"The company was forced to stop its production....After/because the company failed to resolve battery problems which leaded to overheating and the devices to catch fire."

    If I want to change the tense of the sentence, I could write as follows:

    >In October, the company was forced to stop production of its flagship smartphone model having failed to resolve the battery problems which led to overheating and the devices catching fire.

    As far as the three ing-form of the verbs ( failing, leading, catching) are concerned, as I said before 'failing' is a gerund form, catching is also gerund form and 'leading' is present participle.

    "Leading" as a present participle is connecting sentences to form one single sentence. Here, "Leading" is forming participle clause. For example : The company failed to resolve battery problems and as a result it caused overheating and devices to catch fire.

    It's just like "An action is the result of another action." I have read it in Participle Clauses - KSE Academy | Academia de inglés

    Is my above interpretation correct? or I have missed something?
     
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    Unique.s

    Senior Member
    Nepal-Nepali
    If my previous interpretation wasn't correct, Is the present participle "Leading" has reduced relative pronoun "with" and so the sentence is in reduced relative clause ?

    Which led to---Leading to.

    I don't know which interpretation is correct between these two.
     

    PaulQ

    Banned
    UK
    English - England
    > In October, the company was forced to stop production of its flagship smartphone model after failing to resolve battery problems leading to overheating and the devices catching fire." is the same as
    >In October, the company was forced to stop production of its flagship smartphone model after it [had] failed to resolve battery problems which [had] led to overheating and the devices catching fire.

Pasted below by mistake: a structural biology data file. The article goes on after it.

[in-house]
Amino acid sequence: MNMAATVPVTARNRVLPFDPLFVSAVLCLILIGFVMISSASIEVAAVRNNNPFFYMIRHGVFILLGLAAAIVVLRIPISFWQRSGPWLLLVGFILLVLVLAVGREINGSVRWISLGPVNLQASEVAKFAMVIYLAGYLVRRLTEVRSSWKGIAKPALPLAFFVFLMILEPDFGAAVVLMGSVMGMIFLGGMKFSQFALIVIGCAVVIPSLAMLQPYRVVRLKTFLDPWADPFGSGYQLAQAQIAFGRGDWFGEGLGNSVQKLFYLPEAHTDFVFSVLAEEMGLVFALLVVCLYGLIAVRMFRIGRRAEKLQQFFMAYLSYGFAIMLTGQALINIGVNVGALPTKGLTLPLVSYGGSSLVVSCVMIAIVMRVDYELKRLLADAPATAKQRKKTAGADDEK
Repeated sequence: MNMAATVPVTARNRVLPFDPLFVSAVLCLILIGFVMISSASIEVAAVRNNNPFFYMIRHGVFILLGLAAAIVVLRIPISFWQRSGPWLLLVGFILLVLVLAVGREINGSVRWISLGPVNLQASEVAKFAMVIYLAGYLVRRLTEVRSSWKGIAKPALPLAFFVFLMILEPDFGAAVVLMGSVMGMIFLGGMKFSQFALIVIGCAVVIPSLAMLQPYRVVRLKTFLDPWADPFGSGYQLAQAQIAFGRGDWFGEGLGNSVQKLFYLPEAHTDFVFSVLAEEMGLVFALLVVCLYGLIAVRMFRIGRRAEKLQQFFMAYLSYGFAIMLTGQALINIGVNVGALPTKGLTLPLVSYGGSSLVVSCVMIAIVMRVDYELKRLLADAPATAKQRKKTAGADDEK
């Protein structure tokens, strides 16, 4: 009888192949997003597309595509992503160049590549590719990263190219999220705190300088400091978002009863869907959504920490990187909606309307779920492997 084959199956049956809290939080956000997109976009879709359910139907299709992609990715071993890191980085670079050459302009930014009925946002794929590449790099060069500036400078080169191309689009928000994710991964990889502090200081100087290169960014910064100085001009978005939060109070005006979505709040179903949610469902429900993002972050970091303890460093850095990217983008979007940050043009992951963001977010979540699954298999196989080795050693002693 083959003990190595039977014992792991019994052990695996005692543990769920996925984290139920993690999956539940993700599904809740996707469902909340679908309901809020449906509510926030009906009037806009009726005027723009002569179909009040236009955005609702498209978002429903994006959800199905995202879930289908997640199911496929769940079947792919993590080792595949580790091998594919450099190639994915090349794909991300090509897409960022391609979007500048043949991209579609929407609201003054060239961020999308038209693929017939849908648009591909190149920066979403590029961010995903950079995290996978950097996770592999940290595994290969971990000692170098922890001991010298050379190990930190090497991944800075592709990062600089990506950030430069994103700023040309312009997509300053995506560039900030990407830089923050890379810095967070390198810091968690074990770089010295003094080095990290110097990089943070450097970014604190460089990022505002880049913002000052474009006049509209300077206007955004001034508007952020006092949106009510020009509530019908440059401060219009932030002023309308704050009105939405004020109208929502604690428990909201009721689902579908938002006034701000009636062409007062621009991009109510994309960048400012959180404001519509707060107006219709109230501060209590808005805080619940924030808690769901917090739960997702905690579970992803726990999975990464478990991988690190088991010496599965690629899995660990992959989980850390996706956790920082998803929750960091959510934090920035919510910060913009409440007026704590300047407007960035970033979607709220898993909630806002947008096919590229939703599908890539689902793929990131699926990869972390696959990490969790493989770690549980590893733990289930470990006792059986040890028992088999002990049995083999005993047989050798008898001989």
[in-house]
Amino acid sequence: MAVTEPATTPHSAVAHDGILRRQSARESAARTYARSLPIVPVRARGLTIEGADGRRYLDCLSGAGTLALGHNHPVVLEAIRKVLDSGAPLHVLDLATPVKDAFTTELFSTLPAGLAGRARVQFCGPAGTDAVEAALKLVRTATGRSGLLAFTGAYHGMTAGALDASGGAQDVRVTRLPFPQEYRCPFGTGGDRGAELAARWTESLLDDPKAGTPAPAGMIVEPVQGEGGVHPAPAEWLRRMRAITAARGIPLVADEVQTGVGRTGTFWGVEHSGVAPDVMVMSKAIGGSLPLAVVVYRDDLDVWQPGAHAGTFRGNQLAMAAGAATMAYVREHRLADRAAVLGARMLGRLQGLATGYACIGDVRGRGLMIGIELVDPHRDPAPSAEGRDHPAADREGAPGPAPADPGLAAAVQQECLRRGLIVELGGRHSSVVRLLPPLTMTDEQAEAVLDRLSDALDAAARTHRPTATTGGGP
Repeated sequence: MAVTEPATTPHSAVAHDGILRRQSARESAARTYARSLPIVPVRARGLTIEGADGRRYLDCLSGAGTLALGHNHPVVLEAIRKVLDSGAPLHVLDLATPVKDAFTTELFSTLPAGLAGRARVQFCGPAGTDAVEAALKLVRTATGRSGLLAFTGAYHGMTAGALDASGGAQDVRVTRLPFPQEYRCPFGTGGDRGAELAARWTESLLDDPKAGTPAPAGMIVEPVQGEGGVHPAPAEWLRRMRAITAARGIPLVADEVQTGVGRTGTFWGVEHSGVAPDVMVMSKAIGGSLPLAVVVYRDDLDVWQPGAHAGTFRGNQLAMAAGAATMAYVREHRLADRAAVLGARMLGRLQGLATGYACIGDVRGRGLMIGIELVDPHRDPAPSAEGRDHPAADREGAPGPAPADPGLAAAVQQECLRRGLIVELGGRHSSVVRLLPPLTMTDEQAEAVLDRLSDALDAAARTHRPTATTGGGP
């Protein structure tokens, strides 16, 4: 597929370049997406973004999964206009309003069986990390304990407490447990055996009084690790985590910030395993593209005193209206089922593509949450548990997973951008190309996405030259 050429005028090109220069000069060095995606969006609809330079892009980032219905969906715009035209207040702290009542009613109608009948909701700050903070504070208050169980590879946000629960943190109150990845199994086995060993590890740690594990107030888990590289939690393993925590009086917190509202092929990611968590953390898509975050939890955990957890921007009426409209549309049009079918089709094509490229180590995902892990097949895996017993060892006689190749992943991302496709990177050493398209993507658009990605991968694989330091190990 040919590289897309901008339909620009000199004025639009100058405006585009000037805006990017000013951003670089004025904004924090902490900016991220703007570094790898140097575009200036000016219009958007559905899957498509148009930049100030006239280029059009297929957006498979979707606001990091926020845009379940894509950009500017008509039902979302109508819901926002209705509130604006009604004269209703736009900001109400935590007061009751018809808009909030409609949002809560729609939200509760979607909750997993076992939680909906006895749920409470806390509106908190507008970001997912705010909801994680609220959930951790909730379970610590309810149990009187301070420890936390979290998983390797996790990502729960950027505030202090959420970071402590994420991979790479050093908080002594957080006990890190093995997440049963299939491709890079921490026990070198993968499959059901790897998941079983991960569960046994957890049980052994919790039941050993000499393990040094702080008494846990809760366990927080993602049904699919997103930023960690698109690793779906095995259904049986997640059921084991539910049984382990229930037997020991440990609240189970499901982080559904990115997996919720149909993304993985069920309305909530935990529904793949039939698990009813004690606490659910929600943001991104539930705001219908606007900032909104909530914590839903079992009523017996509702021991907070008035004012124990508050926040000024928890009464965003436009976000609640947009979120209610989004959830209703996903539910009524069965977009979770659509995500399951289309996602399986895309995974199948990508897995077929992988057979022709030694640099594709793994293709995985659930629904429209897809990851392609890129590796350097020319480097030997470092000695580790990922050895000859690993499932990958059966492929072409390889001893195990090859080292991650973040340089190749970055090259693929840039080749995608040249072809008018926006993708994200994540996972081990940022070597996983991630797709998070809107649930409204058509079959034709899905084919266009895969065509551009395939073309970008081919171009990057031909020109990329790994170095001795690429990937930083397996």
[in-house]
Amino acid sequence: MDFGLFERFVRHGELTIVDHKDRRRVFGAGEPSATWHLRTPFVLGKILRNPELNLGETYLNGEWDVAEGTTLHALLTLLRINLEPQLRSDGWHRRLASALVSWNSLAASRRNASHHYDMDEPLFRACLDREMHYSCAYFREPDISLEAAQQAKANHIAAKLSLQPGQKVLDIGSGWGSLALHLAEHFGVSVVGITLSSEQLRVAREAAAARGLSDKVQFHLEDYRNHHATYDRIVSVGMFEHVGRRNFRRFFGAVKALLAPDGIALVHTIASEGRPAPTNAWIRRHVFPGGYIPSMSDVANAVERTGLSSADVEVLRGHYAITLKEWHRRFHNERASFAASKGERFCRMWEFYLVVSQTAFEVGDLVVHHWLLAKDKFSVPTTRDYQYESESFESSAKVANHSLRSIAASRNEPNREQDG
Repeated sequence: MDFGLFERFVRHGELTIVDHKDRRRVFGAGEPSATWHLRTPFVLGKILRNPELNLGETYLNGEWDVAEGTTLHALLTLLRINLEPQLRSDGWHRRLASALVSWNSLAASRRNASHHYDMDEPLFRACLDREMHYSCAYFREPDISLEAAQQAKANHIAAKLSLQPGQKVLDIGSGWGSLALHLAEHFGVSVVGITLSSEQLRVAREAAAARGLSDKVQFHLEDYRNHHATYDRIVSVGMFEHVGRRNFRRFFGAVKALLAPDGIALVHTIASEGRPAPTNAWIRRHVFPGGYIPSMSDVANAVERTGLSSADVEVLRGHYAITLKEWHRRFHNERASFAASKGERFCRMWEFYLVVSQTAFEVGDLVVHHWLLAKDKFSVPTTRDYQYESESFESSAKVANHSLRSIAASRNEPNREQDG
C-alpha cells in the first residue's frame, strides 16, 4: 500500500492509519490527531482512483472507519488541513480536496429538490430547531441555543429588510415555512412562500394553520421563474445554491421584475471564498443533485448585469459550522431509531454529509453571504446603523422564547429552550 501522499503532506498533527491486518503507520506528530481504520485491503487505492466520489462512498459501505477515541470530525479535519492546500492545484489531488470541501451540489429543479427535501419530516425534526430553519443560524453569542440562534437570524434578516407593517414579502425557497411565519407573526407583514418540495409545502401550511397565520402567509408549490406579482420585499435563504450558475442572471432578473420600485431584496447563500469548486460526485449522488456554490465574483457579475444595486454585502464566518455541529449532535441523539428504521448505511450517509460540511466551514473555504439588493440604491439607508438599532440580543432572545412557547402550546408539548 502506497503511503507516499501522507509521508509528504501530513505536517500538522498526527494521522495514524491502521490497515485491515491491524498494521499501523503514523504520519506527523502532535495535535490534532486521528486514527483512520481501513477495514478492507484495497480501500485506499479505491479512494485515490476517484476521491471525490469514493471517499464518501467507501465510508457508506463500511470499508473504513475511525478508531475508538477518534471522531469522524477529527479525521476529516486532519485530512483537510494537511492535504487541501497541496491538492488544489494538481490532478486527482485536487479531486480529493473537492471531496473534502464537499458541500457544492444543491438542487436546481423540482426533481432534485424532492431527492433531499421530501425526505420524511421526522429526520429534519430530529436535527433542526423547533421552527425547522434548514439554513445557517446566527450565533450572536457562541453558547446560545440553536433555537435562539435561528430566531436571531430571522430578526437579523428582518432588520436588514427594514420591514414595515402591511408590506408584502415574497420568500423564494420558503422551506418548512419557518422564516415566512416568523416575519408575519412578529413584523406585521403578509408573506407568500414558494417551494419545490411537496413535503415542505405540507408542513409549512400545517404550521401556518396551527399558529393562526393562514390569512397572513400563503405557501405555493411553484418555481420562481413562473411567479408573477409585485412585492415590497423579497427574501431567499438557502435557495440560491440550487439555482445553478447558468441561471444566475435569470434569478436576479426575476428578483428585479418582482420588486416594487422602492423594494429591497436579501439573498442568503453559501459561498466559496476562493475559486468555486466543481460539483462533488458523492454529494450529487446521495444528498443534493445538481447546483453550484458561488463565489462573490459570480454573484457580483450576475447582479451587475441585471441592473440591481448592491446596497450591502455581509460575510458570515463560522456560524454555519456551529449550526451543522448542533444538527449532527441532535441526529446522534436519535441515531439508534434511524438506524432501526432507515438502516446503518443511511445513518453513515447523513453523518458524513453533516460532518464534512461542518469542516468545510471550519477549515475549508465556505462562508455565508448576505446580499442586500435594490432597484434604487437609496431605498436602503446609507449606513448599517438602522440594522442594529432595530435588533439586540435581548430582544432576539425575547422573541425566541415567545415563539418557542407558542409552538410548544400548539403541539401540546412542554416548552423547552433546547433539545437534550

Unique.s

    Senior Member
    Nepal-Nepali
    > In October, the company was forced to stop production of its flagship smartphone model after failing to resolve battery problems leading to overheating and the devices catching fire." is the same as
    >In October, the company was forced to stop production of its flagship smartphone model after it [had] failed to resolve battery problems which [had] led to overheating and the devices catching fire.
    It means my first interpretation "one action is the result of another action action" was wrong. And my second interpretation ,reduced relative clause was correct ?


    Why there isn't 'comma' before 'leading' in this sentence:

    >In October, the company was forced to stop production of its flagship smartphone model after failing to resolve battery problems leading to overheating and the devices catching fire.

    But here is "comma" before present participle in the following sentences :

    An action that is the result of another action:

    >A bomb exploded, killing three people.
    ( A bomb exploded and it killed three people. )

    >When I entered the room, they all looked at me, making me uncomfortable.

    ( When I entered the room, they all looked at me and made me uncomfortable. )

    Participle Clauses - KSE Academy | Academia de inglés